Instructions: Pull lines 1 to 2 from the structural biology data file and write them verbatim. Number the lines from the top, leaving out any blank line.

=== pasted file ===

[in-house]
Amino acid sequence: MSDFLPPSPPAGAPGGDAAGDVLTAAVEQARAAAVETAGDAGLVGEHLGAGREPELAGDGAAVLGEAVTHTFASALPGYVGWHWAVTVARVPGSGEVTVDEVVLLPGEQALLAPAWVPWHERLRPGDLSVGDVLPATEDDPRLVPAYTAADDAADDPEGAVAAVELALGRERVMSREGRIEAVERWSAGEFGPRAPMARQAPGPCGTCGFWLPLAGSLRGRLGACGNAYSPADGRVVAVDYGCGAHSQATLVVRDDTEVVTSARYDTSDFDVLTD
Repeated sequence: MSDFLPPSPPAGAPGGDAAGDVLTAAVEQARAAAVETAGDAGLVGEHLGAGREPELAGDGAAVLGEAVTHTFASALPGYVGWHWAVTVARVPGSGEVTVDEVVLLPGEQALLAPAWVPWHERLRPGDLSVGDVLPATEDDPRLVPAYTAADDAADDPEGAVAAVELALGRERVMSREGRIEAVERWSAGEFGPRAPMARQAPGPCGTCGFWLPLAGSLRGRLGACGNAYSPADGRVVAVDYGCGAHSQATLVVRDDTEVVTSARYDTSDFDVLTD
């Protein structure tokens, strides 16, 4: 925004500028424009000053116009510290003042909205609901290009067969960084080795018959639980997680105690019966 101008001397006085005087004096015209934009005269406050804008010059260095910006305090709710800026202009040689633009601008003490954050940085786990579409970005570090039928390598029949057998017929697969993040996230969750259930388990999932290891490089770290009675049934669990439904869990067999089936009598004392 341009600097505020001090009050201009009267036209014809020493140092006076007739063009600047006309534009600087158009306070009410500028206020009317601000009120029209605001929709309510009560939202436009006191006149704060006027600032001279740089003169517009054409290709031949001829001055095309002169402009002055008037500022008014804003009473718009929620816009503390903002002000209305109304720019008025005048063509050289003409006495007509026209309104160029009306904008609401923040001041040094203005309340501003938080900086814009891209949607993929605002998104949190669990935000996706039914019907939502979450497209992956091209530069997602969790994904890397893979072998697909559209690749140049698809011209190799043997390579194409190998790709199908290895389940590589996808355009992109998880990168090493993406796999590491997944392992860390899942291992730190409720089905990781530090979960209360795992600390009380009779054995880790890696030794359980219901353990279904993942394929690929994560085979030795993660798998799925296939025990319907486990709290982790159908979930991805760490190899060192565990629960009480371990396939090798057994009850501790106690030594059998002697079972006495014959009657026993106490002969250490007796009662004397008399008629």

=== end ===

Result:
[in-house]
Amino acid sequence: MSDFLPPSPPAGAPGGDAAGDVLTAAVEQARAAAVETAGDAGLVGEHLGAGREPELAGDGAAVLGEAVTHTFASALPGYVGWHWAVTVARVPGSGEVTVDEVVLLPGEQALLAPAWVPWHERLRPGDLSVGDVLPATEDDPRLVPAYTAADDAADDPEGAVAAVELALGRERVMSREGRIEAVERWSAGEFGPRAPMARQAPGPCGTCGFWLPLAGSLRGRLGACGNAYSPADGRVVAVDYGCGAHSQATLVVRDDTEVVTSARYDTSDFDVLTD